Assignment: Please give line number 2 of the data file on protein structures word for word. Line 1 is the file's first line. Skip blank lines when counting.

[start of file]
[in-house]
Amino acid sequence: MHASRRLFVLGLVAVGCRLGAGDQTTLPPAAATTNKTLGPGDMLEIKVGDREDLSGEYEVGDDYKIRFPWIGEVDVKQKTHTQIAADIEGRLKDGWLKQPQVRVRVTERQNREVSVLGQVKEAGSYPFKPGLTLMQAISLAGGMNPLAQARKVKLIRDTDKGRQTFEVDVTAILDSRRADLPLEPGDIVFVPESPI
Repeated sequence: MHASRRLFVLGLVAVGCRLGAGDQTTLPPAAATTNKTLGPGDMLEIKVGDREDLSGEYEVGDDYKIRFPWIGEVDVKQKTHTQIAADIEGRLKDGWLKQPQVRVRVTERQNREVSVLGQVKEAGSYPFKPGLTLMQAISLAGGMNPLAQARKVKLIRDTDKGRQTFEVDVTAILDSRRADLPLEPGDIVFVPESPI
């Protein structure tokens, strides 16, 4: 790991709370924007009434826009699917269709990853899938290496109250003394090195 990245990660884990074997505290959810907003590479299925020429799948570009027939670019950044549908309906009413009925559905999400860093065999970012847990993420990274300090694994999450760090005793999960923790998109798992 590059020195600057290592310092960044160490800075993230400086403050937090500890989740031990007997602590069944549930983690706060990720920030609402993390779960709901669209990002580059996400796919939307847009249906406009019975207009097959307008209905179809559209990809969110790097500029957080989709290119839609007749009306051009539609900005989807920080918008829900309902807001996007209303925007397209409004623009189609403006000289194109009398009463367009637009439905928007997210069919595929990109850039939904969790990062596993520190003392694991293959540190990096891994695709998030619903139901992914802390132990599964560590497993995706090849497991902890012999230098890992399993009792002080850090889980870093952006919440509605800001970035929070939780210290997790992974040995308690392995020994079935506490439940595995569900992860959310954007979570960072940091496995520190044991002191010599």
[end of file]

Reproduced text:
Amino acid sequence: MHASRRLFVLGLVAVGCRLGAGDQTTLPPAAATTNKTLGPGDMLEIKVGDREDLSGEYEVGDDYKIRFPWIGEVDVKQKTHTQIAADIEGRLKDGWLKQPQVRVRVTERQNREVSVLGQVKEAGSYPFKPGLTLMQAISLAGGMNPLAQARKVKLIRDTDKGRQTFEVDVTAILDSRRADLPLEPGDIVFVPESPI